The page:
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Maybe you just get your first moped, or maybe you’ve been riding for years. Either way, your bike is going to need an MOT. Read our guide on what you need to know to pass

Bike MOT

If your motorcycle is between three and 40 years old, it must be presented for an annual MOT (Ministry of Transport) test. The purpose of the MOT is to ensure that a motorbike is safe and roadworthy – and it’s the owner’s responsibility to have any serious defects put right.

A valid MOT certificate is a prerequisite for Vehicle Excise Duty (road tax) and for motorbike insurance.

Does a 50cc moped need an MOT?

A moped, defined as a 50cc motorcycle that can go no faster than 50km (30 miles) per hour, does need an MOT. However, there are certain parts of the test that don’t apply to a moped. These exceptions will be specified later on.

Does a classic motorbike need an MOT test?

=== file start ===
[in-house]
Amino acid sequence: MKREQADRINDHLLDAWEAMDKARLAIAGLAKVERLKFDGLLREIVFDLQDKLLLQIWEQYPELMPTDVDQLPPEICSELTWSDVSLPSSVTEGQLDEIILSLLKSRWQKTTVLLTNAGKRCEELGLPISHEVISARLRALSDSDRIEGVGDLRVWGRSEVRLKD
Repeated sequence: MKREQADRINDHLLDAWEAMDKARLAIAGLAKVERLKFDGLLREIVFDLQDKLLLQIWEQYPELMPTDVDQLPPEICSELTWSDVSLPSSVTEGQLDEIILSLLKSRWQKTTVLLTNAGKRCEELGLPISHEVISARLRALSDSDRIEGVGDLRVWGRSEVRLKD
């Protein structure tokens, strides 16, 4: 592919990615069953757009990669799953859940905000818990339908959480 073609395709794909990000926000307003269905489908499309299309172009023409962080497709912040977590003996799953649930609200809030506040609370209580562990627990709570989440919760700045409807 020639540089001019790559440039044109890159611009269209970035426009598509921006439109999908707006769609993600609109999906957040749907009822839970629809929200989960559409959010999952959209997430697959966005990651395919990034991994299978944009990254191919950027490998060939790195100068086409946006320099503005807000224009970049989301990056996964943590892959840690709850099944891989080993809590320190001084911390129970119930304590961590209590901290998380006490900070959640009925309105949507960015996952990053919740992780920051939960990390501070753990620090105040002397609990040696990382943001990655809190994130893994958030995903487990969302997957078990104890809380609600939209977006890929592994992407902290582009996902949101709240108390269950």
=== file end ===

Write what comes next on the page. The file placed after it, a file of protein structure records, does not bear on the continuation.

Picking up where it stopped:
Motorbikes don’t need an MOT certificate if they’re more than 40 years old and no substantial changes have been made in the last 30 years. Owners may still opt to present their classic motorbikes for MOT, but it isn’t a legal requirement.

How much does a motorbike MOT cost?

Motorcycle under 200cc (Class 1) without sidecar £29.65

Motorcycle 200cc and over (Class 2) without sidecar £29.65

Motorcycle under 200cc (Class 1) with sidecar £37.80

Motorcycle 200cc and over (Class 2) with sidecar £37.80

Motorcycle MOT Checklist

bike MOT

There are 16 areas of testing in a motorcycle MOT test.

N.b. This section would also benefit from a graphic like the one that can be seen on the competitor page ( which is also appearing in the featured snippet for the SERP. The DVLA also has a version on their page


Headlamp, sidelights, rear light, rear-registration-plate light, indicators and reflectors are checked during an MOT to ensure they work, and that they’re secure and undamaged. Brightness, position and direction of beam are tested, as well as the flash frequency of indicator lights – 60 to 120 times per minute.

Do I need indicators for a motorcycle MOT?

Not all motorcycles need indicators, but some do. Direction indicators are not required on motorbikes that:

  • do not have front and rear position lamps
  • have top speeds of 30mph
  • were first used before 1 August 1986
  • are off road bikes designed to carry only the rider or the rider and one passenger in a side-car.

It is not mandatory for a moped to be fitted with indicator lights.

Steering and suspension